I vote for mortgage paydown in this situation.
I don't think I'd buy a boat, but just thinking about different risks the money is definitely more liquid in a taxable investment account, and de facto more tempting. It's also more available if a genuine emergency that isn't covered by our emergency fund were to occur, which might be an upside.

Thanks for your vote, I'm counting it in the Option A column, and appreciate your time and input!
"If you act on the assumption that every financial advisor you encounter is a hardened criminal, you will do just fine." Bernstein
Topic Author
Scooter K
Posts: 41
Joined: Thu Jun 08, 2017 1:38 pm

Re: Mortgage Payoff vs Taxable Account - What else should I consider?

Post by Scooter K »

gideon trumpet wrote: Sun Apr 11, 2021 6:49 pm I disagree with the responses suggesting that Option B is akin to market timing or a short-term (7-year) bet on market returns. It sounds like you do not need this money in seven years, so you would continue to hold the investments made during this period. In other words, the return on equity may not be realized at year seven, but you would likely get that return eventually.

I do agree that if you really think you're going to ditch the plan and splurge on something instead of invest that is a different issue. In that case, paying down the mortgage is like paying for a lack of liquidity to protect yourself from your own spending habits. (But is that really a risk in your situation? It doesn't sound like your spouse would let it happen.)

That said, it sounds like your spouse prefers paying down the mortgage. Maybe a compromise would work best for you both? Put half the extra funds toward the mortgage, invest the rest, and reevaluate in five years?
Yeah, I might have oversold my potential for a boat. The truth is, we live on a written budget and have planned, spent, and tracked every purchase we've made since 2011. There's not gonna be a surprise boat.

I don't think we need the money in seven years, but I think we'd pay off the mortgage then if the brokerage account balance exceeded the mortgage account balance. If it went badly and we fell short by $100k or something, not the end of the world. If it went well, which historically speaking most 7 year periods do better than 2.1% nominal, that'd be icing on the cake.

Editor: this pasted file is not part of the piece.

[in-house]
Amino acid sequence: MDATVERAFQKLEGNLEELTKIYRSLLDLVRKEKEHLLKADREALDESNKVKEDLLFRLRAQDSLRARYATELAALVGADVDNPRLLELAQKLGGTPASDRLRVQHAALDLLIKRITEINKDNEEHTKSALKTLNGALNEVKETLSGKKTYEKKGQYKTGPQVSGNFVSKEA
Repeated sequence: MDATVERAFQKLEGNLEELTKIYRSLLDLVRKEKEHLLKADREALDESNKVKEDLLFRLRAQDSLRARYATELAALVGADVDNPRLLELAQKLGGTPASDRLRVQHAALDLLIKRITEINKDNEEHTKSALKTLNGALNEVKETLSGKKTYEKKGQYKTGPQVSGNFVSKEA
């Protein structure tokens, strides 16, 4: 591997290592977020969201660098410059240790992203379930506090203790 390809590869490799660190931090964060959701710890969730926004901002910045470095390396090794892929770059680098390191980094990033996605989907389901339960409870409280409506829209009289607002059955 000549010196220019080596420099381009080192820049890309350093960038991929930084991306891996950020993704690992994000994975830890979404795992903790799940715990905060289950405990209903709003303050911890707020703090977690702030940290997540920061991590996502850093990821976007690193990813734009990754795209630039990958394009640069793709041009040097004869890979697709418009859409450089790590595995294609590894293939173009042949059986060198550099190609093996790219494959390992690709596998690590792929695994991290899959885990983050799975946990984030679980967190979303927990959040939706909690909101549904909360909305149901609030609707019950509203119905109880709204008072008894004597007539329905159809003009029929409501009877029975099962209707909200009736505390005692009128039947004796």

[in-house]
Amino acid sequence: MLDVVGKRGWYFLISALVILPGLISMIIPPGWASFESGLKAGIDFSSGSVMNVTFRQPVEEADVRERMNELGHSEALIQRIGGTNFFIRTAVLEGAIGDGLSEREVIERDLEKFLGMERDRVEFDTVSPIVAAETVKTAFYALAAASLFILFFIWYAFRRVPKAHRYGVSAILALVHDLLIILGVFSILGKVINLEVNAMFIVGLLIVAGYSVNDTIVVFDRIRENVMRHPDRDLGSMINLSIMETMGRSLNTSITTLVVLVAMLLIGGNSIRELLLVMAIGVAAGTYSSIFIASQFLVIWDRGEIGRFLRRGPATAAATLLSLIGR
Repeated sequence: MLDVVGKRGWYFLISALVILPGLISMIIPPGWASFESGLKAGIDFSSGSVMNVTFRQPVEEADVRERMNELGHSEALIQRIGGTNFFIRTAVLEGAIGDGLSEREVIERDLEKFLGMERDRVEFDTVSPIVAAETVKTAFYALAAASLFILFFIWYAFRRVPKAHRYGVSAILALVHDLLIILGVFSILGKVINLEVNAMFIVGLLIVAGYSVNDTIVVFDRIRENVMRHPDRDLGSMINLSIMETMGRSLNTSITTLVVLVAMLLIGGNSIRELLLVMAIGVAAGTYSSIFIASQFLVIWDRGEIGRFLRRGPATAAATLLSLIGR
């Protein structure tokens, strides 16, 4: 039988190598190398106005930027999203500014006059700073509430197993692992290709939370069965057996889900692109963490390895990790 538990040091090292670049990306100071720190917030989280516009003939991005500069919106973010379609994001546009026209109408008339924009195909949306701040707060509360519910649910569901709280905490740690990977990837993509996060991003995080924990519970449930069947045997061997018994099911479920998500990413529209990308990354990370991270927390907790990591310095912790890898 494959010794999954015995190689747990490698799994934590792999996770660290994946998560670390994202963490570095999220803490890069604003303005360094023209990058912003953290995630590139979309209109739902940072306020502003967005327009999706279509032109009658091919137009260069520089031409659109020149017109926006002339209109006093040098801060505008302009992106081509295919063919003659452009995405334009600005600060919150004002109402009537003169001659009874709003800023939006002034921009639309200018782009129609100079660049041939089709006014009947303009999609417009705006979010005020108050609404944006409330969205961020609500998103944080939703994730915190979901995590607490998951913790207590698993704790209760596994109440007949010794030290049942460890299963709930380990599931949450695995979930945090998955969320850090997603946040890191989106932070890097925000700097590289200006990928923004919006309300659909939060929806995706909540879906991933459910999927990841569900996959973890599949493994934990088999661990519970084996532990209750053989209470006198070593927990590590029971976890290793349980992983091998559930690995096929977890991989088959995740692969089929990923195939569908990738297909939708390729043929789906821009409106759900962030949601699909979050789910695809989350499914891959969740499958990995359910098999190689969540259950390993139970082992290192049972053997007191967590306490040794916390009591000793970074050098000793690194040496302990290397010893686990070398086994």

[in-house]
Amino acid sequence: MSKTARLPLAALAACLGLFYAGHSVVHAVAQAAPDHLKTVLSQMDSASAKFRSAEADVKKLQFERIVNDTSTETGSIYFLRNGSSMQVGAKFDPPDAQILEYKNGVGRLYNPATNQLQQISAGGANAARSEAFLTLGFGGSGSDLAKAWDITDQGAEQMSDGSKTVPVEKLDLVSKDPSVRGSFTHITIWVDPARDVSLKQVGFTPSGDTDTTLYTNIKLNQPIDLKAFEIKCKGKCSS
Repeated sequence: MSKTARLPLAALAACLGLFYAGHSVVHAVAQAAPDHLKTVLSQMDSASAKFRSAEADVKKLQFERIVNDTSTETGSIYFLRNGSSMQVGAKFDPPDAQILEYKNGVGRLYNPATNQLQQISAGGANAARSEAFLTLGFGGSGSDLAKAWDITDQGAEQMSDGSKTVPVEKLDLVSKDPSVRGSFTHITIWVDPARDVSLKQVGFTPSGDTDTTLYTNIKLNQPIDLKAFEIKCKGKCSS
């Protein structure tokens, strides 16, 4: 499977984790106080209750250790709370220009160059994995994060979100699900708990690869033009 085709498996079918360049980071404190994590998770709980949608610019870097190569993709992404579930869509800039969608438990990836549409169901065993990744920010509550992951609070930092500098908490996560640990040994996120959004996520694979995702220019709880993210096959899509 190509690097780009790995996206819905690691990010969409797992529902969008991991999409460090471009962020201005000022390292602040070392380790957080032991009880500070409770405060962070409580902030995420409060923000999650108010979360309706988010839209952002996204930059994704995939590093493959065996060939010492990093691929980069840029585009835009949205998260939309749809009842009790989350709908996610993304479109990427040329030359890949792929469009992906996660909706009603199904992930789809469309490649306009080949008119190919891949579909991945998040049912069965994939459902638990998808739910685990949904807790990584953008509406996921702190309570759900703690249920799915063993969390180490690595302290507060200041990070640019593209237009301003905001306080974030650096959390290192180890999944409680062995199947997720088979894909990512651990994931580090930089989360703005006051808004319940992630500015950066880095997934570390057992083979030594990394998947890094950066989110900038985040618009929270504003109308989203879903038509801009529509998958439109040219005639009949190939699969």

I think it comes back to a classic question of: If you could borrow a million bucks at 0% interest would you do so and invest it in the market? I think we could, but I don't know if we should or not? Eat better, or sleep better?

Another vote for Option C (50/50), sounds prudent. Thank you!
"If you act on the assumption that every financial advisor you encounter is a hardened criminal, you will do just fine." Bernstein
KlangFool
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Re: Mortgage Payoff vs Taxable Account - What else should I consider?

Post by KlangFool »

OP,

1) You are not conservative. You have a 900K house and 450K investment outside the house. You are "house poor" asset wise. What if the house crash 50% and do not recover for 10 years, then, what would you do?

2) It is not safe to put more money into the house. Hence, why do you think it is safe and make sense to pay off the mortgage in 7 years? You are "market timing" that the house will worth 900K or more in 7 years. And, that is 50% or more your net worth.

3) I vote for option (D).

A) Refinance to 30 years mortgage. Then, you do not need to "market time" that the house will not crash and you need to sell at the wrong time. This is a 900K house and 50% of your net worth. It is a huge RISK.

B) Invest as per your asset allocation and allocate 100% stock into your taxable account.

4) Do not keep most of your eggs in the "house" basket. Housing market has a very long cycle. And, you are taking a huge RISK on a single 900K house.

KlangFool
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as9
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Re: Mortgage Payoff vs Taxable Account - What else should I consider?

Post by as9 »

With interest rates so low I’m not sure why you wouldn’t lock in a fixed rate so you don’t have this looming deadline. Given the excess you have each month you could debate the merits of a 15 year vs 30.

If that’s a non-starter for some reason then I’d go with B or C.
LittleMaggieMae